As a pioneer of the modern legal novel and a criminal lawyer, Scott Turow has been involved with the death penalty for more than a decade, including successfully representing two different men convicted in death-penalty prosecutions. In this vivid account of how his views on the death penalty have evolved, Turow describes his own experiences with ...
As a pioneer of the modern legal novel and a criminal lawyer, Scott Turow has been involved with the death penalty for more than a decade, including successfully representing two different men convicted in death-penalty prosecutions. In this vivid account of how his views on the death penalty have evolved, Turow describes his own experiences with capital punishment from his days as an impassioned young prosecutor to his recent service on the Illinois commission which investigated the administration of the death penalty and influenced Governor George Ryan's unprecedented commutation of the sentences of 164 death row inmates on his last day in office. Along the way, he provides a brief history of America's ambivalent relationship with the ultimate punishment, analyzes the potent reasons for and against it, including the role of the victims' survivors, and tells the powerful stories behind the statistics, as he moves from the Governor's Mansion to Illinois' state-of-the art 'super-max' prison and the execution chamber.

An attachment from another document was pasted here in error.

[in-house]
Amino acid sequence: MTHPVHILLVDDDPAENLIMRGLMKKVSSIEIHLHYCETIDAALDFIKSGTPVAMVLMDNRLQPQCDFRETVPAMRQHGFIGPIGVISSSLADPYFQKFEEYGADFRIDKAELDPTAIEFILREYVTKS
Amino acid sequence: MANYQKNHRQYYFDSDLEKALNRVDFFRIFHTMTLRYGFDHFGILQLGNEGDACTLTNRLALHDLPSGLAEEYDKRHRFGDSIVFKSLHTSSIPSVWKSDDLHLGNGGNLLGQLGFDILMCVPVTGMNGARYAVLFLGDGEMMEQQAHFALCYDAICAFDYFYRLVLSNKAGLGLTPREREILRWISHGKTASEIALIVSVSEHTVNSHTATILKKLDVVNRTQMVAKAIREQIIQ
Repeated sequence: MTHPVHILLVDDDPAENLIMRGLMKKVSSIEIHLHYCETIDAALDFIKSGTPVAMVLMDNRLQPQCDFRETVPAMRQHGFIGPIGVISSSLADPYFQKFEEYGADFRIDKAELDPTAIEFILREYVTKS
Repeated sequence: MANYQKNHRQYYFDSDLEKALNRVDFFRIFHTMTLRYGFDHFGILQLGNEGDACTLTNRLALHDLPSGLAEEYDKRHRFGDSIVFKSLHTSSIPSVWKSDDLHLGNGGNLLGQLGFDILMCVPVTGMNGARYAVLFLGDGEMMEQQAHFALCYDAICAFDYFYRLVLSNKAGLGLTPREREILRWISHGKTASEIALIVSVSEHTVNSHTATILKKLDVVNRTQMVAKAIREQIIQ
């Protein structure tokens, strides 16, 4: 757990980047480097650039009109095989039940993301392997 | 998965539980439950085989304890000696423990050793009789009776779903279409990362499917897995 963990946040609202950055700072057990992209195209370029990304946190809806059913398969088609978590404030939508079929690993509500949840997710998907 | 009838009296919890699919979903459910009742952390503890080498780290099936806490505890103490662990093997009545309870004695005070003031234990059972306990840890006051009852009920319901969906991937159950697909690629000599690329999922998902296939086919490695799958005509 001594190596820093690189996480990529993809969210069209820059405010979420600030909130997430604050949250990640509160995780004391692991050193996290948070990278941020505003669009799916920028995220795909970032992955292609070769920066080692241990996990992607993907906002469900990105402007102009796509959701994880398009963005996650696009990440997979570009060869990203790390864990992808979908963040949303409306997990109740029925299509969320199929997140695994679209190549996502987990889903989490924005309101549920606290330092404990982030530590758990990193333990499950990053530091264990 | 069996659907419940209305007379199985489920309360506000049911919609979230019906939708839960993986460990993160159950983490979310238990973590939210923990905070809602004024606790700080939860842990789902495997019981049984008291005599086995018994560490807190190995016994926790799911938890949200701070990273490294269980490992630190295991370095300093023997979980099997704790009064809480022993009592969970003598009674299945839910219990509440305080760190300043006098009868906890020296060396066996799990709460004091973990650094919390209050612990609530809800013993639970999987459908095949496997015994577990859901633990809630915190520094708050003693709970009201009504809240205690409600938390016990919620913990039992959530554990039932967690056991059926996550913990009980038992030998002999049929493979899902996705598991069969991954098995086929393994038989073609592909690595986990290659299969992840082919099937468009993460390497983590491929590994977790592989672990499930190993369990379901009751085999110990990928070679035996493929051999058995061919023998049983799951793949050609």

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Publishers Weekly, 2003-08-25 Is there anything new to say about whether the death penalty should be abolished? It turns out there is. Bestselling author Turow (Reversible Errors) has some useful insights into this fiercely debated subject, based on his experiences as a prosecutor and, in his postprosecutorial years, working on behalf of death-row inmates, and his two years on Illinois's Commission on Capital Punishment, charged by the former Gov. George Ryan with examining how the death penalty might be more fairly administered. This is a sober and elegantly concise examination of a complex, fraught topic by an admitted "agnostic." His views veering one way and then the other, Turow shares his back-and-forth reasoning as he carefully discusses each issue, from the possible execution of an innocent person (a serious danger) to whether execution is a deterrent (it's not). Perhaps most illuminating are Turow's thoughts on victims' rights (which he says must be weighed against the needs of the community); on what to do with "the worst of the worst" (he visits a maximum security prison to meet multiple-murderer Henry Brison, who, Turow says, "most closely resembles... Hannibal Lecter"); and the question of what he calls "moral proportion," the notion that execution is meant to restore moral balance, which, he says, requires an "unfailingly accurate" system of justice. This measured weighing of the facts will be most valuable to those who, like Turow, are on the fence-they will find an invaluable, objective look at both sides of this critical but highly charged debate. (Oct.) Copyright 2003 Reed Business Information.
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